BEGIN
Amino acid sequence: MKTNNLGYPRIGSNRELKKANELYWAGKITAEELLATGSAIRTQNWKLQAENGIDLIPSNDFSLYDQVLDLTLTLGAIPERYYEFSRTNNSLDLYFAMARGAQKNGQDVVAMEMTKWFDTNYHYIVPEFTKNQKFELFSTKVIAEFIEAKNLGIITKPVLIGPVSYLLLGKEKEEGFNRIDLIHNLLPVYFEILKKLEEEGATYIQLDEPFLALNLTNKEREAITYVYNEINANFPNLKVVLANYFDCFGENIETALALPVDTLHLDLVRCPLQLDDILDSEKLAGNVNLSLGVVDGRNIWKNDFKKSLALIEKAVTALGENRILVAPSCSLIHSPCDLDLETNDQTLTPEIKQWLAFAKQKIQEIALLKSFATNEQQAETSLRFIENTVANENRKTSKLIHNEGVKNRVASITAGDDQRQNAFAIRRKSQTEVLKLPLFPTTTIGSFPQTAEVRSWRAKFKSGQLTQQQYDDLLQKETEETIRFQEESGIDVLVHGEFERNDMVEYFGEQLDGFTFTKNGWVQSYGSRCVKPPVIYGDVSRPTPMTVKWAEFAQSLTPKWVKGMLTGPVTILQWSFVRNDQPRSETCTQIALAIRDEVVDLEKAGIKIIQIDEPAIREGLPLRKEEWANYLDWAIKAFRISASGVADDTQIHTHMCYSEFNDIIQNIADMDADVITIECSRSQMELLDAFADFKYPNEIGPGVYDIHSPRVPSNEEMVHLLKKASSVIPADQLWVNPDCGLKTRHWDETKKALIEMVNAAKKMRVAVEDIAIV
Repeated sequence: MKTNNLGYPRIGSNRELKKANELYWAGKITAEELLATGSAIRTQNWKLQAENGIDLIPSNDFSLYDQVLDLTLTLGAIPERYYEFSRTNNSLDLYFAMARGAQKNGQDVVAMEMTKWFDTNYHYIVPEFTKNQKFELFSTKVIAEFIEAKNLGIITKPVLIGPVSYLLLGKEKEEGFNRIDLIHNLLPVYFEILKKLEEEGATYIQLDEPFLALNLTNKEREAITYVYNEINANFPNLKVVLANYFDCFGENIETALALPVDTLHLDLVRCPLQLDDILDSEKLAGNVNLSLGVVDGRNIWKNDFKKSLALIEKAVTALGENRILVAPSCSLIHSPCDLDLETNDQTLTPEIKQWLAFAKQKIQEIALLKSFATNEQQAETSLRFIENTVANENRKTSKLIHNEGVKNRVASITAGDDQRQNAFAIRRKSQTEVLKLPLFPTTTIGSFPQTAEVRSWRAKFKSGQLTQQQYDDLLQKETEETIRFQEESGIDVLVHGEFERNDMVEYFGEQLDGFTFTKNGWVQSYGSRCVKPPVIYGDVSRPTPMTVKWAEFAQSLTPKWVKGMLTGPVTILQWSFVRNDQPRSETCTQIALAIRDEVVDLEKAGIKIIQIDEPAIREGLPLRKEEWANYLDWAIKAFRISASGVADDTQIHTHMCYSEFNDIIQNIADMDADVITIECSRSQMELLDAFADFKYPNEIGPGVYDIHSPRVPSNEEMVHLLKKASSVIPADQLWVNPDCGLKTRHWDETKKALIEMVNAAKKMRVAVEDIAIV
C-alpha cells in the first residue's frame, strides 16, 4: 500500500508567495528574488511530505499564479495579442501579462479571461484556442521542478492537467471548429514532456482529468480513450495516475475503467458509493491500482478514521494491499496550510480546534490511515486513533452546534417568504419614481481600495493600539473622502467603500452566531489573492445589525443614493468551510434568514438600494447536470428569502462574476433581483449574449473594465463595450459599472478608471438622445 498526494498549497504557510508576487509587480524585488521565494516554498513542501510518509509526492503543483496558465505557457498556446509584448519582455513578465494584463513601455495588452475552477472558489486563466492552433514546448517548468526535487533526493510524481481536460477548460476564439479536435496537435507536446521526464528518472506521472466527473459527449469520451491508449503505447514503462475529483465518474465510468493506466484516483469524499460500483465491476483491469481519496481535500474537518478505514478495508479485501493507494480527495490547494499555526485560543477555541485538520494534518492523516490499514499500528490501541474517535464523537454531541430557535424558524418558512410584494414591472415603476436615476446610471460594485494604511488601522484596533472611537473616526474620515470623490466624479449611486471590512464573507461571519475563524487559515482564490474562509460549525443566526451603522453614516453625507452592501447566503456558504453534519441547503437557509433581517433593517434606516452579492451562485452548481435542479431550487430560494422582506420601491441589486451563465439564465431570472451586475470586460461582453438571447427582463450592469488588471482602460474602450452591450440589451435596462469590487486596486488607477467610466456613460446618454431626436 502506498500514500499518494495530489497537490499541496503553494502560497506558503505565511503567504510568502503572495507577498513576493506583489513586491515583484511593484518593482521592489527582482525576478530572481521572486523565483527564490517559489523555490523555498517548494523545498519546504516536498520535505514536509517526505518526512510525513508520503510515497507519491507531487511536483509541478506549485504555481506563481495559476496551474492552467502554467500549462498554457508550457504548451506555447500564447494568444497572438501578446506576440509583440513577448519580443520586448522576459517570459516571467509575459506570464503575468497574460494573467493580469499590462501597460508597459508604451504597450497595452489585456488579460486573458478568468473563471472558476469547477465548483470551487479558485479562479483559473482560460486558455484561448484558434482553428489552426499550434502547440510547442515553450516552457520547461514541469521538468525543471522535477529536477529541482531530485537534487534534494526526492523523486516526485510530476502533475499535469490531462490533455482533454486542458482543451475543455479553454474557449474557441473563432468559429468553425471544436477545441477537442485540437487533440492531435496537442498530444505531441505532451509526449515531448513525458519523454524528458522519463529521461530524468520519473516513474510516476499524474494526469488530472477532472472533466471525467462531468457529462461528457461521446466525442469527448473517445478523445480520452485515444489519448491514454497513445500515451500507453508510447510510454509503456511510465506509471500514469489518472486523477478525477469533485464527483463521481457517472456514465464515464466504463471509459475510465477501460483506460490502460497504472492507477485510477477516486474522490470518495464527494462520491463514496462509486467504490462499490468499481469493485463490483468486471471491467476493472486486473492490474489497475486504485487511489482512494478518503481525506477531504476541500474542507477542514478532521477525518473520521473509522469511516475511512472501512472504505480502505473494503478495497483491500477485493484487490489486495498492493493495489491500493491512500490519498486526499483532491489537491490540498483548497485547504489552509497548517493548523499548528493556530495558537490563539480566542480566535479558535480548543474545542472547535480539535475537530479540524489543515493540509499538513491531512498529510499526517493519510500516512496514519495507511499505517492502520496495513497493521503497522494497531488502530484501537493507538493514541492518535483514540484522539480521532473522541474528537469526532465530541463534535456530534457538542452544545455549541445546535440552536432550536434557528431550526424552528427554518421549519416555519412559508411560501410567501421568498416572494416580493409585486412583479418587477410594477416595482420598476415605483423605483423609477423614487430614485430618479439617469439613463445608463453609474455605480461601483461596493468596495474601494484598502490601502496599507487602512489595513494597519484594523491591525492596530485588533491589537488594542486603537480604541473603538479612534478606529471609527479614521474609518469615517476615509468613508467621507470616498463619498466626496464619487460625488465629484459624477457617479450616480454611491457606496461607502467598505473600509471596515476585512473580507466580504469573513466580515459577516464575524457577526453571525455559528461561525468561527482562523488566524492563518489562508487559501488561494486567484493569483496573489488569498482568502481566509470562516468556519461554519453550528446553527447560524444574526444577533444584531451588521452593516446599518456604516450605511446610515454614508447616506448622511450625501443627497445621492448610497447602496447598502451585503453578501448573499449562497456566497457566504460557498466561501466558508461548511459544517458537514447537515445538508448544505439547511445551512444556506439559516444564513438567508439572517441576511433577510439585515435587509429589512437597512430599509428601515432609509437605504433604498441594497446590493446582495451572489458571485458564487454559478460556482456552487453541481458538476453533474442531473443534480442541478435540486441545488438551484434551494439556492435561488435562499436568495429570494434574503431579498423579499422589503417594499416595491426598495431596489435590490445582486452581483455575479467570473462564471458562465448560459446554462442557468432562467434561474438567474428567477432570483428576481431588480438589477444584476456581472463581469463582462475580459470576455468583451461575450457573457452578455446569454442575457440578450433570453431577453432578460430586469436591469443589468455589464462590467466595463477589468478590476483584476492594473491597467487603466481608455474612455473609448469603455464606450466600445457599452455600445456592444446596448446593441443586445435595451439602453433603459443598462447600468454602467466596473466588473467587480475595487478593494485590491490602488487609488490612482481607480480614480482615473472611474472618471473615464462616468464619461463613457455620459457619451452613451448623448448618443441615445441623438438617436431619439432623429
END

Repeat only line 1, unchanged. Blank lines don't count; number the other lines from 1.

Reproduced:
Amino acid sequence: MKTNNLGYPRIGSNRELKKANELYWAGKITAEELLATGSAIRTQNWKLQAENGIDLIPSNDFSLYDQVLDLTLTLGAIPERYYEFSRTNNSLDLYFAMARGAQKNGQDVVAMEMTKWFDTNYHYIVPEFTKNQKFELFSTKVIAEFIEAKNLGIITKPVLIGPVSYLLLGKEKEEGFNRIDLIHNLLPVYFEILKKLEEEGATYIQLDEPFLALNLTNKEREAITYVYNEINANFPNLKVVLANYFDCFGENIETALALPVDTLHLDLVRCPLQLDDILDSEKLAGNVNLSLGVVDGRNIWKNDFKKSLALIEKAVTALGENRILVAPSCSLIHSPCDLDLETNDQTLTPEIKQWLAFAKQKIQEIALLKSFATNEQQAETSLRFIENTVANENRKTSKLIHNEGVKNRVASITAGDDQRQNAFAIRRKSQTEVLKLPLFPTTTIGSFPQTAEVRSWRAKFKSGQLTQQQYDDLLQKETEETIRFQEESGIDVLVHGEFERNDMVEYFGEQLDGFTFTKNGWVQSYGSRCVKPPVIYGDVSRPTPMTVKWAEFAQSLTPKWVKGMLTGPVTILQWSFVRNDQPRSETCTQIALAIRDEVVDLEKAGIKIIQIDEPAIREGLPLRKEEWANYLDWAIKAFRISASGVADDTQIHTHMCYSEFNDIIQNIADMDADVITIECSRSQMELLDAFADFKYPNEIGPGVYDIHSPRVPSNEEMVHLLKKASSVIPADQLWVNPDCGLKTRHWDETKKALIEMVNAAKKMRVAVEDIAIV